# I Use This Updated 2021-September-16

2020-November-30  Published this evolving⁠[1] article.

## 1. Devices and operating systems

In 2021, I mainly using Dell devices running Windows. I have a TracFone with exactly one non-default app installed: DuckDuckGo’s mobile browser.

## 3. Terminal emulators

 💡 If you install Git For Windows, which includes Git Bash, before you install ConEmu, ConEmu will be automatically set up to launch Git Bash.

## 4. TUI apps

 ℹ The acronym TUI can mean Terminal User Interface or Text-⁠based User Interface.

## 5. GUI apps

### 5.2. Visual Studio Code

I use Visual Studio Code, which is also know as VS Code and Code, with these extensions:

### 5.3. IntelliJ IDEA

I use IntelliJ IDEA Community Edition with these plugins:

## 6. Programming languages

I am not a software developer, but I’ve installed the following development environments because I need them for apps that I use.

### 6.1. Ruby

I install Ruby because it is needed by Asciidoctor and Kramdoc. To learn how I install and update Ruby on Windows, see Example 5 in Infinite Ink’s Scoop: A Windows Package Manager (Featuring Hugo, Figlet, and Ruby+Asciidoctor Examples).

### 6.2. Python

I install Python because it is needed by pwdhash.py[4] and some qutebrowser userscripts. Note that you do not need to install Python to run qutebrowser on Windows.

 💡 I like to install Python with the Windows Installer from python.org, rather than Anaconda, Miniconda, Scoop, etc., because the Windows Installer… and gives the option to “Disable path length limit” for your entire system. This is easier and less stressful than manually editing the Windows registry to make Windows 10 accept file paths over 260 characters.

### 7.2. Sign-in

#### 7.2.1. Keeping an eye on the Startup folder⁠👁️

Everything that is in the Startup folder is launched when Windows starts up. I like to keep an eye on what’s in this folder so I put a shortcut to this folder…

1. on my Windows desktop and

2. in the Startup folder (since it is a shortcut, you don’t need to worry about an infinite loop).

The startup folder is usually located here:

C:\Users\USERNAME\AppData\Roaming\Microsoft\Windows\Start Menu\Programs\Startup

To create a shortcut to this folder, right-click on it in Windows File Explorer and choose Send to > Desktop (create shortcut).

 💡 I also keep an eye on the list of installed programs (sorted by date), what’s going on with Task Scheduler, and more.

### 7.3. Windows Error Reporting Service

I use services.msc to turn off Windows Error Reporting Service, which sends errors and other (sometimes private⁠😒) information to Microsoft. To learn about this, see wikipedia.org/wiki/Windows_Error_Reporting.

### 7.4. God Mode

One of the first things I do on a new Windows device is create a folder on the desktop named

GodMode.{ED7BA470-8E54-465E-825C-99712043E01C}

This makes it easy to access Windows Control Panel. To learn about this, see howtogeek.com’s What Is the “God Mode” Folder in Windows 10, and How Do I Enable It?

### 7.5. Environment variables

I set and use the following environment variables.

• INFINITEINKROOT

• YEARQUARTER

These environment variables make it easy to…

• share configs and scripts on multiple devices

• and update configs and scripts when it is a new quarter (for example 2021-Q3).

Examples of how I use the INFINITEINKROOT environment variable are in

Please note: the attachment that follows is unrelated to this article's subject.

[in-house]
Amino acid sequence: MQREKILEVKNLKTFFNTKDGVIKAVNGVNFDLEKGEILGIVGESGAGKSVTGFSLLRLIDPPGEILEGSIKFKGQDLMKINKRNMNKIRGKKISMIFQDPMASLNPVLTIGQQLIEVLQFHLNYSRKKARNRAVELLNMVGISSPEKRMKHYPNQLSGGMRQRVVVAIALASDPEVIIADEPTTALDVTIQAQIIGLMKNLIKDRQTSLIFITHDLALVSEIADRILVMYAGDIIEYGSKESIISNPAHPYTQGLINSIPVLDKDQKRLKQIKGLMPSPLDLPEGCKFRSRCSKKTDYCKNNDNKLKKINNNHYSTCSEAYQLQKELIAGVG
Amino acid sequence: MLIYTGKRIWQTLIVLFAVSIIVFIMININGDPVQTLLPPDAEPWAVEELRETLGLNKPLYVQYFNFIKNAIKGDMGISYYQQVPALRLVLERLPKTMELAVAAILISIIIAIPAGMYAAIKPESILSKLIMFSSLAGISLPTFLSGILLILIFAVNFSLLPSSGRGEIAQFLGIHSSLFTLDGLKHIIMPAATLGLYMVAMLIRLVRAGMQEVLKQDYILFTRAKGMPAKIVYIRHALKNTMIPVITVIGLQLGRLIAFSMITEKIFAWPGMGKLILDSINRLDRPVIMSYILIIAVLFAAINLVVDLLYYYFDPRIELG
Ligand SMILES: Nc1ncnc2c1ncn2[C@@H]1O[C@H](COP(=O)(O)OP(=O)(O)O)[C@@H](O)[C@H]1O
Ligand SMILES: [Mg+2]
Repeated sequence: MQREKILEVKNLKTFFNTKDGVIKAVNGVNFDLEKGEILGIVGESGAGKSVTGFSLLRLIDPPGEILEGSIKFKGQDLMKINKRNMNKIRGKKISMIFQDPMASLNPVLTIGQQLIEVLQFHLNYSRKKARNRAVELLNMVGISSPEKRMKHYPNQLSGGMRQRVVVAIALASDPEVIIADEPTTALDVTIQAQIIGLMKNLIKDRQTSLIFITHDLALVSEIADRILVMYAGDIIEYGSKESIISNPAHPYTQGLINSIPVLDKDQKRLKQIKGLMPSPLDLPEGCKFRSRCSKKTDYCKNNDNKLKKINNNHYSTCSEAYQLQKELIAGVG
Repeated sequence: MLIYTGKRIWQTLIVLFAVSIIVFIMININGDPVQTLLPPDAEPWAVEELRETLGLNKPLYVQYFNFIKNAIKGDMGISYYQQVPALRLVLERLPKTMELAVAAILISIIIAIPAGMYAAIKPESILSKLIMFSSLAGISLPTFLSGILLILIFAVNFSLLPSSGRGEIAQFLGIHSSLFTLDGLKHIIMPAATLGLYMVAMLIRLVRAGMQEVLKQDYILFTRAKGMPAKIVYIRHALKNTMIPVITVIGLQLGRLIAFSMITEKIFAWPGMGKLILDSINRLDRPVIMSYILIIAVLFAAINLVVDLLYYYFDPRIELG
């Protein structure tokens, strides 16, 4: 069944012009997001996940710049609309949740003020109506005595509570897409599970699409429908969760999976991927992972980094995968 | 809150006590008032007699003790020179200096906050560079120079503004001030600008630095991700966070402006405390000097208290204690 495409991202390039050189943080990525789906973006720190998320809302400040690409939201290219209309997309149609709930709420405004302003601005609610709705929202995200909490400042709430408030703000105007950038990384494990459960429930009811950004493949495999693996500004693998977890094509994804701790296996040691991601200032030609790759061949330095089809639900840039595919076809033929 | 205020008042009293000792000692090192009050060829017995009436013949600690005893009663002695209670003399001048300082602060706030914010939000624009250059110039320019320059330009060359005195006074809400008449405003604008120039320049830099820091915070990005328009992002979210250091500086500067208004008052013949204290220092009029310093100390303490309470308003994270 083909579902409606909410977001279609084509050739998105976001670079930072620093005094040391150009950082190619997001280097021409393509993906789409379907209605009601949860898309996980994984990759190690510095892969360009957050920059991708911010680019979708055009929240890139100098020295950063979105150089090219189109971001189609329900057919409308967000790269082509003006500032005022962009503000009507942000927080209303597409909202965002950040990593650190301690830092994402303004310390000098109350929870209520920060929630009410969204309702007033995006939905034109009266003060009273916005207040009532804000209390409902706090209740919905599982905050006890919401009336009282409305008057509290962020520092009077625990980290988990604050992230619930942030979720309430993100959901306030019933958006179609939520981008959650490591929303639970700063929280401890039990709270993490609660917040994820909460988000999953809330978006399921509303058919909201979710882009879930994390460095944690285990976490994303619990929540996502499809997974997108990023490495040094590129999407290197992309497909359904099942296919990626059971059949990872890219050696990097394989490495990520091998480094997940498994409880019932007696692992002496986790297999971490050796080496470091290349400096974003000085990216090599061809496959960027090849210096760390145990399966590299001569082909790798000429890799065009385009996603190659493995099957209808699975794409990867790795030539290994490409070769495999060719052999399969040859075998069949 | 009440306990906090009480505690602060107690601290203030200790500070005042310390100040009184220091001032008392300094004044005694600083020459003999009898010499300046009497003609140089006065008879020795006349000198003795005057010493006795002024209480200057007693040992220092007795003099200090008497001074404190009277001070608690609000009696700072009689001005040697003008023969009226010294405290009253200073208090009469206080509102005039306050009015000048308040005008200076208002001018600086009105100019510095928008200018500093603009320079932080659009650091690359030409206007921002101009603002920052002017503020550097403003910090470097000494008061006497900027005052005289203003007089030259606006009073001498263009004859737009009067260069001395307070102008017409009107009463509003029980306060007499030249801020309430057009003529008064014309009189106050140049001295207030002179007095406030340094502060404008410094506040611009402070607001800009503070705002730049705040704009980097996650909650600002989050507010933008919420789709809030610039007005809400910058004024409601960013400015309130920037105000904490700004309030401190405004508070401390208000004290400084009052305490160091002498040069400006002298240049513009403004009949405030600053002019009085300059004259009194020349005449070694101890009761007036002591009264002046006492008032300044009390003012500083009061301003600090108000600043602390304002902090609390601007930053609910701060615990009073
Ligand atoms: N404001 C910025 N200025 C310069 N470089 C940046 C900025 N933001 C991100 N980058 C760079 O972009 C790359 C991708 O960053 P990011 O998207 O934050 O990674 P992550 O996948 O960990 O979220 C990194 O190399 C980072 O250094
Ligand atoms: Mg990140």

An example of how I use the YEARQUARTER environment variable is in section 5. Variables in Infinite Ink’s qutebrowser Tips and Fragments.

### 7.6. Unicode and UTF-8

Whenever I have a choice about specifying a character set, I choose a character set that supports a lot of Unicode characters (e.g. a DejaVu font). And whenever I have a choice about specifying a character set encoding, I choose UTF-8. For example, I do the following on my Windows devices.

1. God Mode⁠[5] > Region > Change date, time, or number formats

3. Click Change system locale…

4. Check the following box:

• Beta: Use Unicode UTF-8 for worldwide language support

5. Restart Windows

### 7.7. Shutdown

I include Hibernate (in addition to the default Sleep, Shut down, and Restart) in Windows Power options. One way to access this setting is to use God Mode⁠[5] > Power Options > Change what the power buttons do.

 💡 You can do a hard shutdown by holding down the Shift key while clicking Restart, and then choose “Turn off your PC.”

## 9. I use these but wish I didn’t

• Batch files
(Some of the batch files I wish I didn’t need to use are described in qutebrowser Userscripts on Windows.)

• Windows File History
(Reasons I wish I did not use File History: It silently does not backup any file whose path is longer than MAX_PATH (260) characters and it periodically stops working⁠🐞)

## Endnotes

1. Many Infinite Ink articles, including this one, are evergreen and regularly updated.
2. For Windows system administration (as opposed to software development), WSL 1 is better than WSL 2 — as far as I can tell.
3. It would probably make more sense if WSL were called LSW (Linux Subsystem for/of/on Windows), but it is not because, according to Rich Turner in this tweet, Microsoft “cannot name something leading with a trademark owned by someone else.” Rich’s tweet has inspired me to interpret the WSL acronym as meaning Windows Subsystem for Linux (notice the apostrophe ()).
4. To learn about PwdHash, see crypto.stanford.edu/PwdHash/.
5. God Mode is an easy way to access the Windows Control Panel. It is discussed in the God Mode section above.
6. On the Infinite Ink site, a link to DreamHost or FastMail is often a referral link. I use and like both of these hosting providers.